“We don’t have all the information,” Roseman said. “I think we look at all these positions as we go here, the medical’s a big part of it, the interviews are a big part of it. How they learn. The testing is a part of it, so you throw that all together. 

“We’ve been in a position where there’s a bunch of guys we like and maybe they’re a medical reject or something happens off the field as we dig as we go through the process. And then all of a sudden, we think we have 12 guys that we like and we’re at 8. Let’s see where all the information comes in and we’ll see where we’re at.”

Maybe Roseman is downplaying how good this class is because he’s been burned before by statements about the greatness of a position class. Remember in 2017, when he called the running back class “historic” and then the Eagles ended up with Donnel Pumphrey in the fourth round? 

That’s not the only time the Eagles have gone into a draft heavy at a certain position and not come out with a top guy. And Roseman even cautioned against going into a draft preoccupied with the idea of needing to get a player at a position just because of how good the class is supposed to be. 

“I don’t think it’s a mistake not taking guys early in the strength of that draft, because what happens is, guys at other positions fall to you, because of that, and that gives you an opportunity to still get value,” he said. 

Fair enough, but the Eagles need a receiver and this class is full of them … maybe don’t overthink it. 

The Eagles’ recent history picking receivers won’t exactly instill a lot of confidence. After all, the reason they need to find receivers this offseason is in part because they’ve struggled to draft them. 

But the Eagles shouldn’t be thinking about their past failures drafting receivers. Learn from those mistakes? Sure. But they have a real opportunity to find a playmaker in April.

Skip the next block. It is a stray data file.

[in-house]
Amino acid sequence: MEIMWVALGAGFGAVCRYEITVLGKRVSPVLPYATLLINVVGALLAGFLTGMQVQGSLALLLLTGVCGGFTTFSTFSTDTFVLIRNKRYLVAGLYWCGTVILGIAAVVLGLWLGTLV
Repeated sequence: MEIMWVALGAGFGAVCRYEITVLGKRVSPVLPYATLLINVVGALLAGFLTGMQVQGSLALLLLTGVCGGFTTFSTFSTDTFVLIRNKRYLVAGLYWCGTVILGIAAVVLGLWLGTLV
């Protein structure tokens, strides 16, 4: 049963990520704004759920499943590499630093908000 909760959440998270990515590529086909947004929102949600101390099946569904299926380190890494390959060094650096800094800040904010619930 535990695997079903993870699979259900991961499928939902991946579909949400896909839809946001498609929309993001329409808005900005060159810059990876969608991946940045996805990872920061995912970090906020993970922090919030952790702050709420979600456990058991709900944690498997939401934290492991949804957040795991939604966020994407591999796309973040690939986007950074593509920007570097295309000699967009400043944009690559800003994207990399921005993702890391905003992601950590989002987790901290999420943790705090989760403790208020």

Before testing, it seems like the top three receivers in the class are Jerry Jeudy, CeeDee Lamb and Henry Ruggs III. Then there might be a bit of a drop-off to guys like Tee Higgins, Justin Jefferson, Brandon Aiyuk. And Laviska Shenault is talented but has significant injury concerns, which might scare the Eagles off. And then there’s another drop-off to players in the second round. 

Here’s how NFL Network’s Bucky Brooks ranks the top five at the position: 

1. Jerry Jeudy 

2. CeeDee Lamb

3. Henry Ruggs III

4. Laviska Shenault 

5. Tee Higgins

The player most Eagles fans seem to be enthralled with is Ruggs and for good reason. Despite his smaller stature (5-11, 188), Ruggs is an absolute burner. The Eagles need speed and Ruggs has it. 

His goal for the 40-yard dash is a lofty one. 

“I’m trying to hit the lowest ever,” Ruggs said. “So 4.22 or lower.”

If Ruggs runs a 4.22, you can kiss any hope of him being available at 21 good-bye. Heck, that’s probably a pipe dream already. 

But after having just five draft picks in 2018 and 2019, the Eagles expect to have 10 picks in April. Plenty of ammunition to trade up for a player they deem worthy. 

“So if there is a guy that we thought was an incredibly highly valued, and we could go up and go get him,” Roseman said, “we couldn’t take that off the table.”

In April, the Eagles will have their opportunity to draft a big-time receiver to give Carson Wentz a much-needed weapon for the next several years. Now, they just have to figure out which one.